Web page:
Victims/Survivors of Prior Victimizations

Victims/Survivors of Prior Victimizations 

(Benchmarked from an approved OVW website)

Are you a victim/survivor of a prior victimization?

  • Healing can begin at any point, and everyone’s journey is different. Many victims/survivors of sexual assault, dating/domestic violence, and stalking have broken the silence and opened up about their experiences, proving healing is possible. It is important to open up to someone to talk about your experiences and feelings, either with someone you know and trust, or with someone at Victim Advocacy Services.

If it didn’t happen on campus, why deal with it now?

  • Some may believe that because the abuse happened in the past, it is best not to rehash the past. They may avoid feelings and memories in order to function in their day-to-day lives. However, the abuse may still be affecting them. Triggers (internal or external reminders of the trauma) may bring up unresolved emotions.

Self Care

  • Good self-care is a challenge for many people; and it can be especially challenging for victims/survivors of rape, sexual assault, and sexual abuse. It can also be an important part of the healing process.
    • Physical self-care is an area that people often overlook.
      • Food
      • Exercise
      • Sleep
      • Medical care
    • Emotional self-care will mean different things for different people. It might mean:
      • Counseling
      • Keeping a journal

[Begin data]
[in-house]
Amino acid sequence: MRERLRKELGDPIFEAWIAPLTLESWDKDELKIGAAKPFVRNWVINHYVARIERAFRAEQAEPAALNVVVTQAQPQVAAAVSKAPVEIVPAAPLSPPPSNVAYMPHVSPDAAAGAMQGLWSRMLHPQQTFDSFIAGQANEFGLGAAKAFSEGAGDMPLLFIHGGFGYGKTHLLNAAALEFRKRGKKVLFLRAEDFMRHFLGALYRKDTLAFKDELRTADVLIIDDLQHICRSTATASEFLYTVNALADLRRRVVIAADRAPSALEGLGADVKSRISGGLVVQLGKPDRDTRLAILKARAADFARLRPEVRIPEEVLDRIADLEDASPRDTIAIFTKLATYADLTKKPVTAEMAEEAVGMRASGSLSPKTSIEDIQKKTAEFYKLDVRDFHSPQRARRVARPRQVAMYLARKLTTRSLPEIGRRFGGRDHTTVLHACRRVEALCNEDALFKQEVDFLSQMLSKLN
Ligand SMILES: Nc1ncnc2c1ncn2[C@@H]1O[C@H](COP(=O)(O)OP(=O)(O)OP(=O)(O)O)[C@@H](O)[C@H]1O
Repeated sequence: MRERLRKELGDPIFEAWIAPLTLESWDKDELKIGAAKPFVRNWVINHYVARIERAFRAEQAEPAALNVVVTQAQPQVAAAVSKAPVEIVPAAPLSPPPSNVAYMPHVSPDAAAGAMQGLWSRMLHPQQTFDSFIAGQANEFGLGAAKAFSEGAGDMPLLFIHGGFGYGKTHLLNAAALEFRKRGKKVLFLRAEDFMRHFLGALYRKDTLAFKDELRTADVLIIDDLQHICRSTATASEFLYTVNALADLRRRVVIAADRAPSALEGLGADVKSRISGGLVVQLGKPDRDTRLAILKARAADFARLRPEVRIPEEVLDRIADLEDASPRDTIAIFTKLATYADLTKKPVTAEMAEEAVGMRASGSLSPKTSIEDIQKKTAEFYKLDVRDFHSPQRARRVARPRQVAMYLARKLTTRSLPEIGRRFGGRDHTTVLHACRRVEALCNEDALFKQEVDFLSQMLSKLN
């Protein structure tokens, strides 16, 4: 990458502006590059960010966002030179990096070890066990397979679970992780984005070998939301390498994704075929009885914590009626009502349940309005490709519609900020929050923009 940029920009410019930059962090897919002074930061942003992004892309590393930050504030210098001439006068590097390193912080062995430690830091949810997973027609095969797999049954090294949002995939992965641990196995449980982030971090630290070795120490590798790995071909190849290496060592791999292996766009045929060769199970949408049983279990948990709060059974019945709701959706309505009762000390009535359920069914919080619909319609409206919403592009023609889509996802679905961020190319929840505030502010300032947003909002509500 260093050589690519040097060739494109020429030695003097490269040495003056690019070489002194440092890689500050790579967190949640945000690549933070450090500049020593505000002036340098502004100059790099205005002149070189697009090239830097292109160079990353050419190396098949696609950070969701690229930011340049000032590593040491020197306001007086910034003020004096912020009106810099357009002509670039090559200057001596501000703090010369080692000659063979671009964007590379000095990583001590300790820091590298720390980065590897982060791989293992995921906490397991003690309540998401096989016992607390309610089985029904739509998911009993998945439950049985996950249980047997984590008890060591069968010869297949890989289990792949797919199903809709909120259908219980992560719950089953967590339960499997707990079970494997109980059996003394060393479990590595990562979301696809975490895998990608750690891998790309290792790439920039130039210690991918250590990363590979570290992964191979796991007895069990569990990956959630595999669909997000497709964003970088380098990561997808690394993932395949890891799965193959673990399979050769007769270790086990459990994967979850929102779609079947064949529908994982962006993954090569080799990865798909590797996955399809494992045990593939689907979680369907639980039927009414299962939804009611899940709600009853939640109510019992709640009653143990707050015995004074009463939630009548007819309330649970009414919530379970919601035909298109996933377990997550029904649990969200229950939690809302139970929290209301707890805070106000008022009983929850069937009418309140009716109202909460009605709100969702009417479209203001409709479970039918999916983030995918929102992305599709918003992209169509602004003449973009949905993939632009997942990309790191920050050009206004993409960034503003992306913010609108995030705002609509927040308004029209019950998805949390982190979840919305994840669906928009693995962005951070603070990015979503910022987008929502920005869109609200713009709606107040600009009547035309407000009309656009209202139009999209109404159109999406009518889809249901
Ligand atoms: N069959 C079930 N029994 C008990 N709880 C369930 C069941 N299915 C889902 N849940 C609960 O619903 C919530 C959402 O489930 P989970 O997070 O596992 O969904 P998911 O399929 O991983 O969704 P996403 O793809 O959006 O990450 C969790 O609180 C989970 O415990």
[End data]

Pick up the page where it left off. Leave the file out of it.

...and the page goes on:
• Meditation or relaxation exercises. For example:
        • Sit or stand comfortably, with your feet flat on the floor and your back straight. Place one hand over your belly button. Breathe in slowly and deeply through your nose and let your stomach expand as you inhale. Hold your breath for a few seconds, then exhale slowly through your mouth, sighing as you breathe out. Concentrate on relaxing your stomach muscles as you breathe in. When you are doing this exercise correctly, you will feel your stomach rise and fall about an inch as you breathe in and out. Try to keep the rest of your body relaxed—your shoulders should not rise and fall as you breathe! Slowly count to 4 as you inhale and to 4 again as you exhale. At the end of the exhalation, take another deep breath. After 3-4 cycles of breathing you should begin to feel the calming effects.
      • Emotional self-care can also involve the people around you. It’s important to make sure that the people in your life are supportive.
    • Another challenge can be in finding time for fun leisure activities.
      • Get involved in a sport or hobby that you love! Find other people who are doing the same thing!
      • If you have a spouse or partner, make a date night and stick with it.
      • Treat leisure appointments as seriously as business appointments. If you have plans to do something for fun, mark it on your calendar!

Make your self-care a priority, not something that happens
(or doesn't happen) by accident!